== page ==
Sweltering heat and ongoing blackouts are forcing India’s liquefied natural gas importers to top up with expensive shipments.
Torrent Power Ltd. and GAIL India Ltd. bought LNG for May delivery in the last week, with the fuel set to be used to help power plants boost generation, according to traders with the knowledge of the matter. The utilities paid about triple the normal spot rate for this time of year, as Russia’s invasion of Ukraine exacerbates a global supply crunch.
The purchases are unusual for India’s cost-sensitive power generators, which tend to avoid buying LNG at such high rates. This illustrates how a domestic coal shortage is forcing the South Asian nation to look for alternative fuels no matter the price, further elevating international demand.
While natural gas makes up just a small portion of India’s power mix, a scarcity of coal and hot weather has triggered scheduled blackouts, threatening to upend the economy. Gas was used to produce about 4% of the nation’s electricity in 2020, versus 71% for coal, according to BloombergNEF.
GAIL is seeking at least one more shipment for late May, the traders said, adding that several other Indian firms are inquiring about cargoes in the bilateral market.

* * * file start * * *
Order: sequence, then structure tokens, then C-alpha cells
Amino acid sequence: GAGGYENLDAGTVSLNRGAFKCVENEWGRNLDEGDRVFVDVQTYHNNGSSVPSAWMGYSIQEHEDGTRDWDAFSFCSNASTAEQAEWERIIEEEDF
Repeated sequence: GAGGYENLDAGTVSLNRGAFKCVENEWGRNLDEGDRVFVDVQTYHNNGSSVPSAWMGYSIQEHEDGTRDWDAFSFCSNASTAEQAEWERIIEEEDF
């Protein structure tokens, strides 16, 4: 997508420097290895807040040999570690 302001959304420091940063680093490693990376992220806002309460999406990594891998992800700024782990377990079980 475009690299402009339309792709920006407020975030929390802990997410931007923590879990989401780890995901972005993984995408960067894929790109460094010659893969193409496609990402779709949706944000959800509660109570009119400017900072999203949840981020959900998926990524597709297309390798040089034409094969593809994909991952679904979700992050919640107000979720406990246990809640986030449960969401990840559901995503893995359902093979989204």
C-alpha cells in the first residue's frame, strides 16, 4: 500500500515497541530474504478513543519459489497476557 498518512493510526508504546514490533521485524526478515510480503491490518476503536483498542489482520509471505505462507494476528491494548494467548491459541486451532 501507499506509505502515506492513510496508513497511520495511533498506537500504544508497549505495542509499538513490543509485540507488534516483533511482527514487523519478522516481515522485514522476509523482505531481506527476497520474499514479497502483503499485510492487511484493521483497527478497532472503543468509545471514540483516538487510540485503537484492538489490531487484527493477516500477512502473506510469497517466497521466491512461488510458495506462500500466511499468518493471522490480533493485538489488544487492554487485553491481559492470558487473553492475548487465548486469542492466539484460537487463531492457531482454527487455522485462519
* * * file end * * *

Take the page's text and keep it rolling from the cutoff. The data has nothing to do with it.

The heatwave also prompted neighboring Pakistan to purchase the nation’s most expensive shipment of fuel ever to avoid blackouts during the Eid holiday this week. Cash-strapped Pakistan recently released a tender seeking to purchase another two cargoes for June.
“This time of year is when South Asia, namely India and Pakistan, have their hottest weather in advance of the monsoon,” said Jason Nicholls, a meteorologist at AccuWeather Inc. He further added that these areas would likely continue to be favored for heatwaves until the monsoon rains arrive in June and July.
Thailand’s PTT purchased a cargo for delivery in late May to the Map Ta Phut terminal at about $23 to $24/mmbtu, traders said. The Southeast Asian country imported record amounts of LNG during the first quarter, Cheniere Energy Inc. said Wednesday. –Bloomberg